The Death Of Rasputin, Poisoned, Shot Twice, Beaten And Drowned...Or Was He?
Sometime over the course of the night and the early morning of December 29-30, 1916, Grigory Efimovich Rasputin, a self-proclaimed holy man, is murdered by Russian nobles eager to end his influence over the royal family.
Rasputin, a Siberian-born muzhik, or peasant, who underwent a religious conversion as a teenager and proclaimed himself a healer with the ability to predict the future, won the favour of Czar Nicholas II and Czarina Alexandra through his ability to stop the bleeding of their haemophiliac son, Alexei, in 1908. From then on, though he was widely criticized for his lechery and drunkenness, Rasputin exerted a powerful influence on the ruling family of Russia, infuriating nobles, church orthodoxy, and peasants alike. He particularly influenced the czarina, and was rumoured to be her lover. When Nicholas departed to lead Russian forces in World War I, Rasputin effectively ruled the country through Alexandra, contributing to the already-existing corruption and disorder of Romanov Russia.
Fearful of Rasputin’s growing power (among other things, it was believed by some that he was plotting to make a separate peace with the Germans), a group of nobles, led by Prince Felix Yousupov, the husband of the czar’s niece, and Grand Duke Dmitri Pavlovich, Nicholas’s first cousin, lured Rasputin to Yousupov Palace on the night of December 29, 1916.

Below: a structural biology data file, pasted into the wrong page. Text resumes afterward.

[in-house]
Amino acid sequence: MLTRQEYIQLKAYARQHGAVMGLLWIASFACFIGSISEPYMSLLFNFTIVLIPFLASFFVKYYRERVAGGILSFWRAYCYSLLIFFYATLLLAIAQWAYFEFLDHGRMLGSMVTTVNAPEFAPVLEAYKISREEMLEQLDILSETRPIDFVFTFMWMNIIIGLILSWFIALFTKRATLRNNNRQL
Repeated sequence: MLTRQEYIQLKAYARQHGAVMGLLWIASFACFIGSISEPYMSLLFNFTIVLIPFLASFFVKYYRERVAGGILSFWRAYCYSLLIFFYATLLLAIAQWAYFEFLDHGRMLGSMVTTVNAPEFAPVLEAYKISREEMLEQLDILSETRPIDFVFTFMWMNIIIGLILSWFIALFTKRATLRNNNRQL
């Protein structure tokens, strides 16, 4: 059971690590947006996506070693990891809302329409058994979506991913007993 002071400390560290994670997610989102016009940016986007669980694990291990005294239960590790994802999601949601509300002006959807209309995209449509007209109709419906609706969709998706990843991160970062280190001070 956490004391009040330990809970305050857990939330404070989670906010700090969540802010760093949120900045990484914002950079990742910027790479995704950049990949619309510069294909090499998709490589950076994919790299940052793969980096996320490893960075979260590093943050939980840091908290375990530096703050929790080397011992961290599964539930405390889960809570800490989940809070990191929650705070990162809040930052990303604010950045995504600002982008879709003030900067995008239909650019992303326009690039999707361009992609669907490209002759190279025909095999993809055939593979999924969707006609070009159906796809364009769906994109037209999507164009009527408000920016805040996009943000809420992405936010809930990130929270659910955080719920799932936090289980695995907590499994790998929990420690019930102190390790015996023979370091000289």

“The holy man is he who takes your soul and will and makes them his. When you choose your holy man, you surrender your will. You give it to him in utter submission, in full renunciation.” – Feodor Dostoyevsky, The Brothers Karamazov
Here is where the accounts of what happened become creative and vague. First, Rasputin’s would-be killers gave the monk food and wine laced with cyanide. When he failed to react to the poison, they shot him at close range, leaving him for dead. A short time later, however, Rasputin revived and attempted to escape from the palace grounds, whereupon his assailants shot him again and beat him viciously. Finally, they bound Rasputin, still miraculously alive, and tossed him into a freezing river. His body was discovered several days later and the two main conspirators, Yousupov and Pavlovich were exiled.
But, (and it's a big but), that account was written Yusupov. It's worth knowing a little more about the Prince and what was recorded in the autopsy.
Until he murdered Rasputin, Felix Yusupov lived a comparatively aimless life of privilege. One of Nicholas II’s daughters, also named Grand Duchess Olga, worked as a nurse during the war and criticized Yusupov’s refusal to enlist, writing to her father, “Felix is a 'downright civilian,' dressed all in brown…virtually doing nothing; an utterly unpleasant impression he makes – a man idling in such times.” Plotting Rasputin’s murder gave Yussupov the opportunity to reinvent himself as a patriot and man of action, determined to protect the throne from a malign influence.
For Yusupov and his co-conspirators, the removal of Rasputin could give Nicholas II one last chance of restoring the reputation and prestige of the monarchy. With Rasputin gone, the czar would be more open to the advice of his extended family, the nobility and the Duma and less dependent on Alexandra. There was hope that he would return from military headquarters and once again govern from Saint Petersburg.